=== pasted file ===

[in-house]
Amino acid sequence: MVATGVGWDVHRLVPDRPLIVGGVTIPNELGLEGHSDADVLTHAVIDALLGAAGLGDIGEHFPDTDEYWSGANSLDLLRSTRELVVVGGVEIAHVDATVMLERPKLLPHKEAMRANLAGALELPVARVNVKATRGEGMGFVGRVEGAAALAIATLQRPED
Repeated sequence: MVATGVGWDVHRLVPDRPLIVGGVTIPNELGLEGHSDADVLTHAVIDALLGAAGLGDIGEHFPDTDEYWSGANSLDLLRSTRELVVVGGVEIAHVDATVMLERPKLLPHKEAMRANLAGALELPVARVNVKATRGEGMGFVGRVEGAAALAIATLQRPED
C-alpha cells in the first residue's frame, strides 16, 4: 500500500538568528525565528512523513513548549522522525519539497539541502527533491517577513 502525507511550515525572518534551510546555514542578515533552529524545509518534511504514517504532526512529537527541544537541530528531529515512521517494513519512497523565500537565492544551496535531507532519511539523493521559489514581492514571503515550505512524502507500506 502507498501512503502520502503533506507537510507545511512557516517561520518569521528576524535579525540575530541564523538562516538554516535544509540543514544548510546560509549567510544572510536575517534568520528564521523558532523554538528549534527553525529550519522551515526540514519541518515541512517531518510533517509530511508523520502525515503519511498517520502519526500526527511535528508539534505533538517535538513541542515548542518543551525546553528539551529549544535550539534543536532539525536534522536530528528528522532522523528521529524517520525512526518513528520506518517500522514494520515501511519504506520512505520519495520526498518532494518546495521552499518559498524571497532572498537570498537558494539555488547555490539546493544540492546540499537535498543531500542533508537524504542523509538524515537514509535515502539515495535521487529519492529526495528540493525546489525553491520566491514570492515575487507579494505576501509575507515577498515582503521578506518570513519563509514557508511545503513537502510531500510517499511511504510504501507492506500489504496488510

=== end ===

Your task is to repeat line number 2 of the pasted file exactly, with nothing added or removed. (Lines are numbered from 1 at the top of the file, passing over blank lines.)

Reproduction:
Amino acid sequence: MVATGVGWDVHRLVPDRPLIVGGVTIPNELGLEGHSDADVLTHAVIDALLGAAGLGDIGEHFPDTDEYWSGANSLDLLRSTRELVVVGGVEIAHVDATVMLERPKLLPHKEAMRANLAGALELPVARVNVKATRGEGMGFVGRVEGAAALAIATLQRPED